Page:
When I read his letters and papers, I am always taken aback by the voice that comes through — its unexpected modernity and warm intimacy:

… poetry up till now has been mainly by and for and about the Upper Classes … The voice of our poets and men of letters (ie, contemporary writers) is finely trained and sweet to hear: it teems with sharp saws and rich sentiment: it is a marvel of delicate technique: it pleases, it flatters, it charms, it soothes: it is a living lie. … all true poets (that is, poets who insist on truth) have been consciously or unconsciously in revolt. (From papers on Masefield and on Housman, read to the Marlborough College Literary Society, 3 November, 1912 and 15 May, 1913, respectively)

… the penalty of belonging to a public school is that one plays before the looking-glass all the time and has to think about the impression one is making. And as public schools are run on the worn-out fallacy that there can’t be progress without competition, games as well as everything else degenerate into a means of giving free play to the lower instincts of man. … One is positively encouraged to confuse strength of character with petty self-assertion, and conscientiousness with Phariseeism. (Letters: 25 February, and early April, 1914)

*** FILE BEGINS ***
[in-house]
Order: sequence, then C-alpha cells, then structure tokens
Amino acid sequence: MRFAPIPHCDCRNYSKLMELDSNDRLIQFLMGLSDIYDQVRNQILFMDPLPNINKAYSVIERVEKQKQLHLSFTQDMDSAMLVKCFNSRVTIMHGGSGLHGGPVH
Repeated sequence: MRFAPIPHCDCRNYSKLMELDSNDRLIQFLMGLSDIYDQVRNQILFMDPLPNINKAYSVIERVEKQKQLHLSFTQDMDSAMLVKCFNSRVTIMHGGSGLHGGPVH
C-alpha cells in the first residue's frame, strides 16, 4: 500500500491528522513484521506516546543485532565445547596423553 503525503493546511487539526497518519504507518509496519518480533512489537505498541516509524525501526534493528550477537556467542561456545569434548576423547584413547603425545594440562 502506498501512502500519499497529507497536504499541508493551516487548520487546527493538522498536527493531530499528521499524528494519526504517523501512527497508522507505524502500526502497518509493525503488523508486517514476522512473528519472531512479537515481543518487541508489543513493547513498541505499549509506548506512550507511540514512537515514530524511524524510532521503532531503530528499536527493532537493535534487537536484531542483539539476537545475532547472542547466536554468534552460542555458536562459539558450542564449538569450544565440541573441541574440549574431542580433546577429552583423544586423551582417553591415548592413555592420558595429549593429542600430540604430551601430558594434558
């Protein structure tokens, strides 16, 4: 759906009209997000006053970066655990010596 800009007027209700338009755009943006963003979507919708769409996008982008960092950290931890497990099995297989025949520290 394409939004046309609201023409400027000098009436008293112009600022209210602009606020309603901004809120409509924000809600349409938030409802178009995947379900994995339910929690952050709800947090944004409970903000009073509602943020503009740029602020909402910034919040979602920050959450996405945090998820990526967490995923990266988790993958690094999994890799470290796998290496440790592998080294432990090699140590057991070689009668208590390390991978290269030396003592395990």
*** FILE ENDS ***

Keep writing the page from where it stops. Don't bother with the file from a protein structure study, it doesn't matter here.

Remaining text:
Do you know that Richard Jefferies, the greatest of English visionaries, felt exactly the same about the high parts of the downs as you? That you climbed great hills that should overlook the sea, but you could see no sea. Only the whole place is like a vast sea-shell where you can hear the echoes of the sea that has once filled it. Du Gott! One can really live up there! The earth even more than Christ is the ultimate ideal of what man should strive to be. (Letter: 14 November, 1914)

There is no such thing as a just war. What we are doing is casting out Satan by Satan. (Letter: March 1915)